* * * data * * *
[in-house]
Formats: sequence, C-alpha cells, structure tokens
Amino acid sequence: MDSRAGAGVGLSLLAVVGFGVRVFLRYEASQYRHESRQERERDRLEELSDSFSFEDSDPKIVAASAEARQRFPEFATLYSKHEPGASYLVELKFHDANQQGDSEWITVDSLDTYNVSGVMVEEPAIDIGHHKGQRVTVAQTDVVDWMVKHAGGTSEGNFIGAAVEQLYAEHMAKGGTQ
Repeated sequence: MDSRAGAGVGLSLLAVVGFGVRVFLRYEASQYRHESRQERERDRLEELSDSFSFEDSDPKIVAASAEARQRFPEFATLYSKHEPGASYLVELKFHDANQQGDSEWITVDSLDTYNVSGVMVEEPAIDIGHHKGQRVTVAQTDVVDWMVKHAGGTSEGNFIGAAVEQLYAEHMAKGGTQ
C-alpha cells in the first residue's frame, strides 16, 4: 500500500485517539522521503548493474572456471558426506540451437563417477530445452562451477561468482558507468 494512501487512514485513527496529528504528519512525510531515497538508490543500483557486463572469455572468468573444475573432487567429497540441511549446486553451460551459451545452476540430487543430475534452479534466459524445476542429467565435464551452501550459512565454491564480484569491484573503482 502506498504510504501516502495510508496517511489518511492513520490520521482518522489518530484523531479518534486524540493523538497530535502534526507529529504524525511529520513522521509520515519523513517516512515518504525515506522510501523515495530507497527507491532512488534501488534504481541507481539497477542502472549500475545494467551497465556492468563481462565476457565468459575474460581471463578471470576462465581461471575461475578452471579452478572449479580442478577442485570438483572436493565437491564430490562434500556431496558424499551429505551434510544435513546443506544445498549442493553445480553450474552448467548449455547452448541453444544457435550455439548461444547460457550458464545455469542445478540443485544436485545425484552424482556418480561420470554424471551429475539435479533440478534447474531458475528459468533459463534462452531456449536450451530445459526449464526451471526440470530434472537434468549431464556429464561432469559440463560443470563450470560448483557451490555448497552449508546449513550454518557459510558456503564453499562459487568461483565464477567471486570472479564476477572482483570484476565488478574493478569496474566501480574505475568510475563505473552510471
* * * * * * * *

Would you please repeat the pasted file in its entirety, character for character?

[in-house]
Formats: sequence, C-alpha cells, structure tokens
Amino acid sequence: MDSRAGAGVGLSLLAVVGFGVRVFLRYEASQYRHESRQERERDRLEELSDSFSFEDSDPKIVAASAEARQRFPEFATLYSKHEPGASYLVELKFHDANQQGDSEWITVDSLDTYNVSGVMVEEPAIDIGHHKGQRVTVAQTDVVDWMVKHAGGTSEGNFIGAAVEQLYAEHMAKGGTQ
Repeated sequence: MDSRAGAGVGLSLLAVVGFGVRVFLRYEASQYRHESRQERERDRLEELSDSFSFEDSDPKIVAASAEARQRFPEFATLYSKHEPGASYLVELKFHDANQQGDSEWITVDSLDTYNVSGVMVEEPAIDIGHHKGQRVTVAQTDVVDWMVKHAGGTSEGNFIGAAVEQLYAEHMAKGGTQ
C-alpha cells in the first residue's frame, strides 16, 4: 500500500485517539522521503548493474572456471558426506540451437563417477530445452562451477561468482558507468 494512501487512514485513527496529528504528519512525510531515497538508490543500483557486463572469455572468468573444475573432487567429497540441511549446486553451460551459451545452476540430487543430475534452479534466459524445476542429467565435464551452501550459512565454491564480484569491484573503482 502506498504510504501516502495510508496517511489518511492513520490520521482518522489518530484523531479518534486524540493523538497530535502534526507529529504524525511529520513522521509520515519523513517516512515518504525515506522510501523515495530507497527507491532512488534501488534504481541507481539497477542502472549500475545494467551497465556492468563481462565476457565468459575474460581471463578471470576462465581461471575461475578452471579452478572449479580442478577442485570438483572436493565437491564430490562434500556431496558424499551429505551434510544435513546443506544445498549442493553445480553450474552448467548449455547452448541453444544457435550455439548461444547460457550458464545455469542445478540443485544436485545425484552424482556418480561420470554424471551429475539435479533440478534447474531458475528459468533459463534462452531456449536450451530445459526449464526451471526440470530434472537434468549431464556429464561432469559440463560443470563450470560448483557451490555448497552449508546449513550454518557459510558456503564453499562459487568461483565464477567471486570472479564476477572482483570484476565488478574493478569496474566501480574505475568510475563505473552510471